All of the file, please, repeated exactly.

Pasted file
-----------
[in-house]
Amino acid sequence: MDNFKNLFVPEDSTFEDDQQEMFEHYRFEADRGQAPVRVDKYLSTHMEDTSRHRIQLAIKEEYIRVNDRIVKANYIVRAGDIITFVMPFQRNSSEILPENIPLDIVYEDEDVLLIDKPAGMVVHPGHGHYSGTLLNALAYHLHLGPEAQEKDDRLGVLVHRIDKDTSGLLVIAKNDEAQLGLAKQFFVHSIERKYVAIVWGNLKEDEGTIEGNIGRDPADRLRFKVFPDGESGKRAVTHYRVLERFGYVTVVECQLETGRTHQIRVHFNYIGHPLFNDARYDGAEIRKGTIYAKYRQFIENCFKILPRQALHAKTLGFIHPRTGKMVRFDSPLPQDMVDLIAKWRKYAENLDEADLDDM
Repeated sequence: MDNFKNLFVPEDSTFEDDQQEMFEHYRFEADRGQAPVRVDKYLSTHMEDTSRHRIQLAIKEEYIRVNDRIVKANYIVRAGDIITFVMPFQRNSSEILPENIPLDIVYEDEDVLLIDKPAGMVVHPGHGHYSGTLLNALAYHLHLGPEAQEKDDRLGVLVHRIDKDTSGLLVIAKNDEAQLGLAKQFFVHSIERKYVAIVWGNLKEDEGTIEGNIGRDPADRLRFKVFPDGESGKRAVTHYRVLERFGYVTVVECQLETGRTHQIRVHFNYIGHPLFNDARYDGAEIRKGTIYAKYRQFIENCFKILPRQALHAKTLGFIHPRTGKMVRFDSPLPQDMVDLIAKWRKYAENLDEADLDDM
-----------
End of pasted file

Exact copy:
[in-house]
Amino acid sequence: MDNFKNLFVPEDSTFEDDQQEMFEHYRFEADRGQAPVRVDKYLSTHMEDTSRHRIQLAIKEEYIRVNDRIVKANYIVRAGDIITFVMPFQRNSSEILPENIPLDIVYEDEDVLLIDKPAGMVVHPGHGHYSGTLLNALAYHLHLGPEAQEKDDRLGVLVHRIDKDTSGLLVIAKNDEAQLGLAKQFFVHSIERKYVAIVWGNLKEDEGTIEGNIGRDPADRLRFKVFPDGESGKRAVTHYRVLERFGYVTVVECQLETGRTHQIRVHFNYIGHPLFNDARYDGAEIRKGTIYAKYRQFIENCFKILPRQALHAKTLGFIHPRTGKMVRFDSPLPQDMVDLIAKWRKYAENLDEADLDDM
Repeated sequence: MDNFKNLFVPEDSTFEDDQQEMFEHYRFEADRGQAPVRVDKYLSTHMEDTSRHRIQLAIKEEYIRVNDRIVKANYIVRAGDIITFVMPFQRNSSEILPENIPLDIVYEDEDVLLIDKPAGMVVHPGHGHYSGTLLNALAYHLHLGPEAQEKDDRLGVLVHRIDKDTSGLLVIAKNDEAQLGLAKQFFVHSIERKYVAIVWGNLKEDEGTIEGNIGRDPADRLRFKVFPDGESGKRAVTHYRVLERFGYVTVVECQLETGRTHQIRVHFNYIGHPLFNDARYDGAEIRKGTIYAKYRQFIENCFKILPRQALHAKTLGFIHPRTGKMVRFDSPLPQDMVDLIAKWRKYAENLDEADLDDM